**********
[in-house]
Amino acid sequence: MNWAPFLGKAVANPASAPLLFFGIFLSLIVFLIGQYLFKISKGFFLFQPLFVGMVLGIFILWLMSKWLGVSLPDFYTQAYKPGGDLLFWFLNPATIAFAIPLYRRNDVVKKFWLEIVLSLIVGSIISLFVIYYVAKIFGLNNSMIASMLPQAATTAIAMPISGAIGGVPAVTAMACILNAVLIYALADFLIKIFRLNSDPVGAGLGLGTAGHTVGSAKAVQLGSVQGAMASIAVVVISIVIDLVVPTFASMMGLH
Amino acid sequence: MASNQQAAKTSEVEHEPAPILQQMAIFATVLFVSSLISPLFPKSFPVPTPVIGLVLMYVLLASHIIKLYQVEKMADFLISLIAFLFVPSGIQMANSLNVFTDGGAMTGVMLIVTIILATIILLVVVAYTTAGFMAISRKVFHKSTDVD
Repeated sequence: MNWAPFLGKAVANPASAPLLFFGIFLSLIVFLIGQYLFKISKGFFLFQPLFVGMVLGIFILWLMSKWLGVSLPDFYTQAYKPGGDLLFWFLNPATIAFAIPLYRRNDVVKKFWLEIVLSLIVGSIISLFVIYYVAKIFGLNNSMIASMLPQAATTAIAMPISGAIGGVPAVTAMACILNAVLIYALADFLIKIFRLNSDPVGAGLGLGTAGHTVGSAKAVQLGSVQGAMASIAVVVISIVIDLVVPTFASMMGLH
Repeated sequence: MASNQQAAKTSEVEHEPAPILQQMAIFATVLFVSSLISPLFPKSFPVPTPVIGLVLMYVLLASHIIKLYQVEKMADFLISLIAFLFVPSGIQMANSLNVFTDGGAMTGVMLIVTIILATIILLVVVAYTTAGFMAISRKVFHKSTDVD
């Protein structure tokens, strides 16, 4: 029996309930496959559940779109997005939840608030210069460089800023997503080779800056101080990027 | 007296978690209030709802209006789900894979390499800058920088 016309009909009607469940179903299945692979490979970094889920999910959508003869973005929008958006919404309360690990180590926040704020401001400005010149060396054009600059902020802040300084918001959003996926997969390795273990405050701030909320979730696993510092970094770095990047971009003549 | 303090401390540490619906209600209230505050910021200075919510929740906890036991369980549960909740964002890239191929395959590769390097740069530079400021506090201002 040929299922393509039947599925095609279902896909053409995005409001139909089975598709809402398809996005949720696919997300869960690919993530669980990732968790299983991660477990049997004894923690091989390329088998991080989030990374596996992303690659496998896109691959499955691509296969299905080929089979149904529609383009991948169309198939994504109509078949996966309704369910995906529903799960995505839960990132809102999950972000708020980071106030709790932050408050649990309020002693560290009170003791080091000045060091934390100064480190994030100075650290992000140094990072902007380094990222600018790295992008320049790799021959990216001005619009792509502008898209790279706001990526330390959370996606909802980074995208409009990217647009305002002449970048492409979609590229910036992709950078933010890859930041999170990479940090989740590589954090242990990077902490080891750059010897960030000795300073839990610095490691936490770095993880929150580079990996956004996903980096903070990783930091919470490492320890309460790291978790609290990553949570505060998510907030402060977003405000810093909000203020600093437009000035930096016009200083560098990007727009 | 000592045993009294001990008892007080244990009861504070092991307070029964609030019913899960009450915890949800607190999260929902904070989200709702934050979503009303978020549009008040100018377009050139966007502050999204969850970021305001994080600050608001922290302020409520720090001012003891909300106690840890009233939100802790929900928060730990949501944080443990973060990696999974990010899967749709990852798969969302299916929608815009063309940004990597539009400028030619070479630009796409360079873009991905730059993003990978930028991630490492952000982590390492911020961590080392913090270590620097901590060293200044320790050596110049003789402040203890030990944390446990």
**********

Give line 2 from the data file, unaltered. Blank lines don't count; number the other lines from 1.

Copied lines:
Amino acid sequence: MNWAPFLGKAVANPASAPLLFFGIFLSLIVFLIGQYLFKISKGFFLFQPLFVGMVLGIFILWLMSKWLGVSLPDFYTQAYKPGGDLLFWFLNPATIAFAIPLYRRNDVVKKFWLEIVLSLIVGSIISLFVIYYVAKIFGLNNSMIASMLPQAATTAIAMPISGAIGGVPAVTAMACILNAVLIYALADFLIKIFRLNSDPVGAGLGLGTAGHTVGSAKAVQLGSVQGAMASIAVVVISIVIDLVVPTFASMMGLH